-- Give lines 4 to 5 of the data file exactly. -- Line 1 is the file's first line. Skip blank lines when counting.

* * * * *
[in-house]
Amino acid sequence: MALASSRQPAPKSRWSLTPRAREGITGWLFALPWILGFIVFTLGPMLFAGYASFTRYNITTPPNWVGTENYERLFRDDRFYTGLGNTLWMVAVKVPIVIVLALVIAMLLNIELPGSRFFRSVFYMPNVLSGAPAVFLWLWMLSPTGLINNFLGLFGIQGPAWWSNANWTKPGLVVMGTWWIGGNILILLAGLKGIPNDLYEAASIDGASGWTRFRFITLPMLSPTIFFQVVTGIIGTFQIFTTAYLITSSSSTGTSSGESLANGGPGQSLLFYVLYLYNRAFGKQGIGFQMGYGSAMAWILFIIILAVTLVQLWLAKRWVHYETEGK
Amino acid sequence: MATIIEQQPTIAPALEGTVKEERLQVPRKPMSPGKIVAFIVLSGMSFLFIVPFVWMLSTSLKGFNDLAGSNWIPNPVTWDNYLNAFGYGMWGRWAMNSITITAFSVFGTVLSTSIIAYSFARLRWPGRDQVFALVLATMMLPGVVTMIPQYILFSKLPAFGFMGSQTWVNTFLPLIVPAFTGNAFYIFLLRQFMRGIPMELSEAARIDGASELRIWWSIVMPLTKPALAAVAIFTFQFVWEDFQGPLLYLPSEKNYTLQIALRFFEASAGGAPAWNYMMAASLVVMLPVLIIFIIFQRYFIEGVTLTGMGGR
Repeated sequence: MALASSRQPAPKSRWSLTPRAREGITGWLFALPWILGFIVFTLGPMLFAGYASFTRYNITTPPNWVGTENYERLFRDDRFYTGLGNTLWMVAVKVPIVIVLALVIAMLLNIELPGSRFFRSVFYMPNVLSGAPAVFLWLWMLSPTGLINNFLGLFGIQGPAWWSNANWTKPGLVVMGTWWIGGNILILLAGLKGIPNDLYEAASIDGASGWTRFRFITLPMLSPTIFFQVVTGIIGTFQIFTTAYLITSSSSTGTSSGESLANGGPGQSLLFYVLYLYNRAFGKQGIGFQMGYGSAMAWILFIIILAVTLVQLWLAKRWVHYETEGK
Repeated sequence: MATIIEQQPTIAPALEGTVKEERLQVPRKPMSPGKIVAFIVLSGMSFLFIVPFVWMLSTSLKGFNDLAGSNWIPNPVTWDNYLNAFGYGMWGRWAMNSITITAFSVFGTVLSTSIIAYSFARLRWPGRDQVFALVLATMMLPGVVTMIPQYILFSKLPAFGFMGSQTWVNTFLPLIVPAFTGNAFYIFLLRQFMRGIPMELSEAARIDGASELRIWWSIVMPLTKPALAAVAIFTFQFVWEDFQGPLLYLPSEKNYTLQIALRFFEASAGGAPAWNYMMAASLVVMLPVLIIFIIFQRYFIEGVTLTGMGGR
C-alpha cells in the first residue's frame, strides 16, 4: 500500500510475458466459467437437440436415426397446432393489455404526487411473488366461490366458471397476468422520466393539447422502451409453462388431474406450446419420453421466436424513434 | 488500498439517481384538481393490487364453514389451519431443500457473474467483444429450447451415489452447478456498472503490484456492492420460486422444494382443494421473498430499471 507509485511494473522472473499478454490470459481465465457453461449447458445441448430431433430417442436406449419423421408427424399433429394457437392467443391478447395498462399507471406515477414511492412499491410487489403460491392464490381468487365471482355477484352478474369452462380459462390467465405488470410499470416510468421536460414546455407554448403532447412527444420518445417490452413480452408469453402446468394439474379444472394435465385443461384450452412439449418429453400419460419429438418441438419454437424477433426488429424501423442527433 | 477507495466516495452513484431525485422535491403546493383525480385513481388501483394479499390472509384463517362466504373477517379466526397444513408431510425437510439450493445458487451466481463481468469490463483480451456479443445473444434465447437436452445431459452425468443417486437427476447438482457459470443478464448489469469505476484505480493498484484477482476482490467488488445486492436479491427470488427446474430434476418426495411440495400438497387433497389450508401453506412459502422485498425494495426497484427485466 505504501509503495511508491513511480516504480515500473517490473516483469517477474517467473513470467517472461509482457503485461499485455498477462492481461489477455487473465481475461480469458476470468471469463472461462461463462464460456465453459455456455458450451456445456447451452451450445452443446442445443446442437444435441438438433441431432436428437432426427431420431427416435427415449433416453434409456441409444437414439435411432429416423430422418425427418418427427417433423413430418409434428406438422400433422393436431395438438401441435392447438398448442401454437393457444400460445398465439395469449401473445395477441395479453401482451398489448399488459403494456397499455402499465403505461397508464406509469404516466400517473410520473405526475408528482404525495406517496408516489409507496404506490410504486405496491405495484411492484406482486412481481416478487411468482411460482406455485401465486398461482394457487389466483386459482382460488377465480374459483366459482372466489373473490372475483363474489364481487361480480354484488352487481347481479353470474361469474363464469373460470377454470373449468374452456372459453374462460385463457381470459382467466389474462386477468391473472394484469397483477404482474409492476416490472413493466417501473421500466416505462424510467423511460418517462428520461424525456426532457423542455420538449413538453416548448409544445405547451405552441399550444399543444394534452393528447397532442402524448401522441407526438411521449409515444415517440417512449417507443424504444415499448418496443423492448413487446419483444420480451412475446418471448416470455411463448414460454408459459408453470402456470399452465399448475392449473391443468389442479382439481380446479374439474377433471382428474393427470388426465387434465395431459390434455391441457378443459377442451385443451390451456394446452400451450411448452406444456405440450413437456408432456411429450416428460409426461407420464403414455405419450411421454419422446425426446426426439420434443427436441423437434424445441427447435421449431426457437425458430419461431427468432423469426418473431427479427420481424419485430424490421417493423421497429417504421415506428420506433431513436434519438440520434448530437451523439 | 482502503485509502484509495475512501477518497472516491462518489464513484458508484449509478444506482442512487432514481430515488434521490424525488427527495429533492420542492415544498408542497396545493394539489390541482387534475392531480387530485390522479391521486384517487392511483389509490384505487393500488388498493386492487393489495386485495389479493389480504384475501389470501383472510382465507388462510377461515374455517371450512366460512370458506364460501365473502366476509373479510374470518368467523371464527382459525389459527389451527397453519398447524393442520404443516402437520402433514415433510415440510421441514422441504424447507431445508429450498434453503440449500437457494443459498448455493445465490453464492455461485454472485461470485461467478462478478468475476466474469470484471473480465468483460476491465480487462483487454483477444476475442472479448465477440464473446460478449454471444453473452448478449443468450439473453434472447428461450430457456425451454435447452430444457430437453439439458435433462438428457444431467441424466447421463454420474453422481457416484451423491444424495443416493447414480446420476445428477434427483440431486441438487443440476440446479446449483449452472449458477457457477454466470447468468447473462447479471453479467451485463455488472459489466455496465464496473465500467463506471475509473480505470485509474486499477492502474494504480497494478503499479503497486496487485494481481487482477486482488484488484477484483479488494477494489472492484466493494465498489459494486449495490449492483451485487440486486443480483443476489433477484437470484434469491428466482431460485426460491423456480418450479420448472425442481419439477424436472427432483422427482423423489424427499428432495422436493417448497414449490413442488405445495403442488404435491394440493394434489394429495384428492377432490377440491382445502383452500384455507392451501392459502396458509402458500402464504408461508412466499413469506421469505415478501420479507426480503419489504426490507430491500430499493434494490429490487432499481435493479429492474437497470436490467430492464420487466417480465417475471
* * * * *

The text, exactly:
Repeated sequence: MALASSRQPAPKSRWSLTPRAREGITGWLFALPWILGFIVFTLGPMLFAGYASFTRYNITTPPNWVGTENYERLFRDDRFYTGLGNTLWMVAVKVPIVIVLALVIAMLLNIELPGSRFFRSVFYMPNVLSGAPAVFLWLWMLSPTGLINNFLGLFGIQGPAWWSNANWTKPGLVVMGTWWIGGNILILLAGLKGIPNDLYEAASIDGASGWTRFRFITLPMLSPTIFFQVVTGIIGTFQIFTTAYLITSSSSTGTSSGESLANGGPGQSLLFYVLYLYNRAFGKQGIGFQMGYGSAMAWILFIIILAVTLVQLWLAKRWVHYETEGK
Repeated sequence: MATIIEQQPTIAPALEGTVKEERLQVPRKPMSPGKIVAFIVLSGMSFLFIVPFVWMLSTSLKGFNDLAGSNWIPNPVTWDNYLNAFGYGMWGRWAMNSITITAFSVFGTVLSTSIIAYSFARLRWPGRDQVFALVLATMMLPGVVTMIPQYILFSKLPAFGFMGSQTWVNTFLPLIVPAFTGNAFYIFLLRQFMRGIPMELSEAARIDGASELRIWWSIVMPLTKPALAAVAIFTFQFVWEDFQGPLLYLPSEKNYTLQIALRFFEASAGGAPAWNYMMAASLVVMLPVLIIFIIFQRYFIEGVTLTGMGGR